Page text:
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I've recently installed OpenSUSE on a VMWarePlayer VM on a windows server 2008R2 (x64) machine.

I'd like to set up a SOCKS(?) proxy that allows me to relay connections via my home network from anywhere if required.

What I'm looking for:

  • Light-weight (Not critical but desirable - No need for bloat)
  • Accessible from anywhere
  • Can be turned on/off JUST by configurtin
  • Allows me to restrict access to myself and selected others. Access completely controlled by me.
  • Ideally perform some configurable caching (don't want to waste bandwidth, don't want to waste diskspace on an otherise unused VM)
  • The ability to log would connections be nice but not required

Things I'm aware of:

  • The VM is set up to use Bridged Netowrking and gets an IP address from the router via DHCP. The IP address is mapped to the MAC address so should be static.
  • The Router will need to forward the appropriate ports - no problems here.
  • The VM will be always-on (It's on a server specifically for VMs inside my home network)
  • In case it helps, I've got a full EV SSL cert for the DNS entry which point at my gome network. It isn't installed on the OpenSUSE server yet
  • The Server only has 1 (virtual) NIC and I don't require it to act as a firewall/gateway/anything else.
  • I don't require the proxy to be transparent ever.

The problems:

  • I'm a linux newbie. I've used the CLI for years to fix minor problems for my LAMP dev environment whilst relying heavily on the internet. Assume I know ls, cat, vi, putty, scp, mount, cron and similar level commands but not much else beyond configuring a LAMP environment. I've used iptables but don't underst\and them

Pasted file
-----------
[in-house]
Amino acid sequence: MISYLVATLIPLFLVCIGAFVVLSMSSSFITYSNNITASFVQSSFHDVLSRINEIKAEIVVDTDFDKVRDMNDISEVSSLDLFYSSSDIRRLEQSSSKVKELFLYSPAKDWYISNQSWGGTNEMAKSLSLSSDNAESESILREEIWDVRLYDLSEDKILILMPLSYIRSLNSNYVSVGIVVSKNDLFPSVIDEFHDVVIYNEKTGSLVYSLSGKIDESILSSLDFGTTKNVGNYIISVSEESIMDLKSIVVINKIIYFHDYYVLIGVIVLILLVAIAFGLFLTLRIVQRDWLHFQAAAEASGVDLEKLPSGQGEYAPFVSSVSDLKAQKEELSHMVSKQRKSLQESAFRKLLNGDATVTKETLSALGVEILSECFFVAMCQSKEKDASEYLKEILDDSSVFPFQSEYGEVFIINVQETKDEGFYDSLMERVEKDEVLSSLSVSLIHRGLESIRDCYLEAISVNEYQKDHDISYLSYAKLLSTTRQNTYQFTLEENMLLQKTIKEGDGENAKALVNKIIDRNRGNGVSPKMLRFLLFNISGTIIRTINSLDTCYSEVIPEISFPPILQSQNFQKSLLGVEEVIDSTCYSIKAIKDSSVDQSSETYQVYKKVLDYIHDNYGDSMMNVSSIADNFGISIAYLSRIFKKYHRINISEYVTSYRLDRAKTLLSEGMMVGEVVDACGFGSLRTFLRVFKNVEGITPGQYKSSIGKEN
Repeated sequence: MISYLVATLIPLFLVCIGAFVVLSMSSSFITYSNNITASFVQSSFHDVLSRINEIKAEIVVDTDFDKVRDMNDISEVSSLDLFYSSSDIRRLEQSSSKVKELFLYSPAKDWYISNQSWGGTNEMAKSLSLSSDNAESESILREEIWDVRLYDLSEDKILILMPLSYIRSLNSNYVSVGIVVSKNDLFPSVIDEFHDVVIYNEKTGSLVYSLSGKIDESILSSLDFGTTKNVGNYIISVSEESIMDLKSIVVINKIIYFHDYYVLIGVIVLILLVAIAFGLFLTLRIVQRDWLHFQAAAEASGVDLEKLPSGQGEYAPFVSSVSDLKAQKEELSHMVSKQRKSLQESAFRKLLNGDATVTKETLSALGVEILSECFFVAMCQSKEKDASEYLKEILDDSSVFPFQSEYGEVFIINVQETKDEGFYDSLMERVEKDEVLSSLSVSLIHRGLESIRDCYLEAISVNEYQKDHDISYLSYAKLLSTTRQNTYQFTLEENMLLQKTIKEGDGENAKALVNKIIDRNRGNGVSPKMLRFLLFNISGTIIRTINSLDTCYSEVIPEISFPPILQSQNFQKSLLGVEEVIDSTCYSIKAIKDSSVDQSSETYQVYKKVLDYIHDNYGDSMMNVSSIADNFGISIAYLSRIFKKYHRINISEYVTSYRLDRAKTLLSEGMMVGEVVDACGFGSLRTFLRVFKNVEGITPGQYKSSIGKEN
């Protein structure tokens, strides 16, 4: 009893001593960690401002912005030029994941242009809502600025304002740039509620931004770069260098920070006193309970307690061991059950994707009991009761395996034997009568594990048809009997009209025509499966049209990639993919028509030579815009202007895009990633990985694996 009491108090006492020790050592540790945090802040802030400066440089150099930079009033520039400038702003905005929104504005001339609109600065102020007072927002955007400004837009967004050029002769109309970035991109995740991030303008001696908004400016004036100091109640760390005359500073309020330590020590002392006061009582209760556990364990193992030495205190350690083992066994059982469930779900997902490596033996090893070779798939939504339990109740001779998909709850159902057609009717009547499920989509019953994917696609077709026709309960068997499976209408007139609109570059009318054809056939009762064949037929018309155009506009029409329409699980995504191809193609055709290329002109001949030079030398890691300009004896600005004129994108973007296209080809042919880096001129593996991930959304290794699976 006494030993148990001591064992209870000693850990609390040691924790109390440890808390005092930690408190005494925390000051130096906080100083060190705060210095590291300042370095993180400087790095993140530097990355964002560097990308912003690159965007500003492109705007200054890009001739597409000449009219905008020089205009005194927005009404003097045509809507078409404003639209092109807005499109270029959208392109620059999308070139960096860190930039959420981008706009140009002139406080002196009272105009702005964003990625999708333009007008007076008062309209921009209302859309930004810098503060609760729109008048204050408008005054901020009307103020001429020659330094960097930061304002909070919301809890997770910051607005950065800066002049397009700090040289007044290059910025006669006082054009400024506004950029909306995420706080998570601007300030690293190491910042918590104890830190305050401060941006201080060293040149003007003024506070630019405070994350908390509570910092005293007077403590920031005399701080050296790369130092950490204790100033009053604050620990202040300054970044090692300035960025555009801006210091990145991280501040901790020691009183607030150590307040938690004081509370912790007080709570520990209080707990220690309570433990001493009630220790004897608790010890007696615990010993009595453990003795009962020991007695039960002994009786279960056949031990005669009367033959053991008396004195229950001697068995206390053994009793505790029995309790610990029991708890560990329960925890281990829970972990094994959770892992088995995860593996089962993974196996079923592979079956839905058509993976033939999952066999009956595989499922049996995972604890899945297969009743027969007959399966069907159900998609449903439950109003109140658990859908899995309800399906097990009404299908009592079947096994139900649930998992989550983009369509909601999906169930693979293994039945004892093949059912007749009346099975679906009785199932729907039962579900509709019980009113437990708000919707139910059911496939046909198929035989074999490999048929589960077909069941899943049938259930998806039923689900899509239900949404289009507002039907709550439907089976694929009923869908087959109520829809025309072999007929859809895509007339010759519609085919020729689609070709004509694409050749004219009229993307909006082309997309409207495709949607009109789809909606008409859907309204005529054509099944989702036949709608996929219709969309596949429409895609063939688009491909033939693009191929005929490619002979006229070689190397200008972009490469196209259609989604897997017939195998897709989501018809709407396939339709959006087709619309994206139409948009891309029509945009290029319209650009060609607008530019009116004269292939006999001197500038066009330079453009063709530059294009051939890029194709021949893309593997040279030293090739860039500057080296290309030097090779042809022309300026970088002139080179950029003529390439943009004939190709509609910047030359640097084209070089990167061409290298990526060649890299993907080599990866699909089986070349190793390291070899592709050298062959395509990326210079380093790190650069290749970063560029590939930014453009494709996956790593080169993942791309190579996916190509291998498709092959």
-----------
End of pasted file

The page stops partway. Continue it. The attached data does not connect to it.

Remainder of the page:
• I've been using a flavour of Ubuntu (Turnkey LAMP) without a GUI which works for 99% of my LAMP serving needs. Unfortunately, I need to get my dev environment in line with a new production one - hence OpenSUSE. Unfortunately, this means I've only seen a linux desktop for the first time today.
  • I found Yast and it seems to help a lot but I'm not confident that I'll use it without bricking something unless I've got a guide. I've done this twice already and I'm getting bored of re-installing.
  • I'm aware that Hyper-V comes with my server but I'm using VMWare Player to emulate a production VM, so it's not optional.

Noe, I used to have a SmoothWall installation and it used (I believe) Squid which seemed perfect - but I don't even know what distro that was running on. I assume Squid is available for OpenSUSE as it's in yast but there are multiple versiobs. In addition, the smoothwall box used 2 NICs and the VM only has one - so I'm not sure it applies.

In short, I believe I unserdtand the problem but would appreciate some expert guidance.

  • Should I be trying to get Squid?
  • Is OpenSUSE the right server? I picked it as it can double as LAMP dev environment if required.
  • Where can I find a good tutoriual for newbies?

I'd normally spend a few weeks googling and testing but unfortunately, I've got a time constraint on this and ideally need it up by the weekend.

Thanks for your time and help.

share|improve this question
    
You seem to be asking multiple different questions here. The Q&A format used here is intended for one question per question. –  freiheit Jan 20 '12 at 23:09
    
@freiheit I'm not sure I agree. The only reason I explain my (lack of) experience and is to allow others to tailor their answers accordingly. My question is "Which caching proxy most closely fits the specified criteria". What else do you think I'm asking? –  Basic Jan 21 '12 at 3:16
    
"should I use squid?", "should I use OpenSUSE?", "where can I find a tutorial?" –  freiheit Jan 21 '12 at 3:47
    
@freiheit Sorry you feel that way - feel free to vote close if ytou wish. –  Basic Jan 21 '12 at 3:48

1 Answer 1

I liked wwwoffle when I still used slow lines. I used it on a Debian system. In wwwoffle you could still use the cache, even when offline (hence the name).

share|improve this answer
    
Thanks for your answer. I went with squid as noibody had replied but I'll give this a spin - the offline feature sounds neat although I can't see much use for it on a desktop, I might install it on my laptop –  Basic Jan 20 '12 at 22:46

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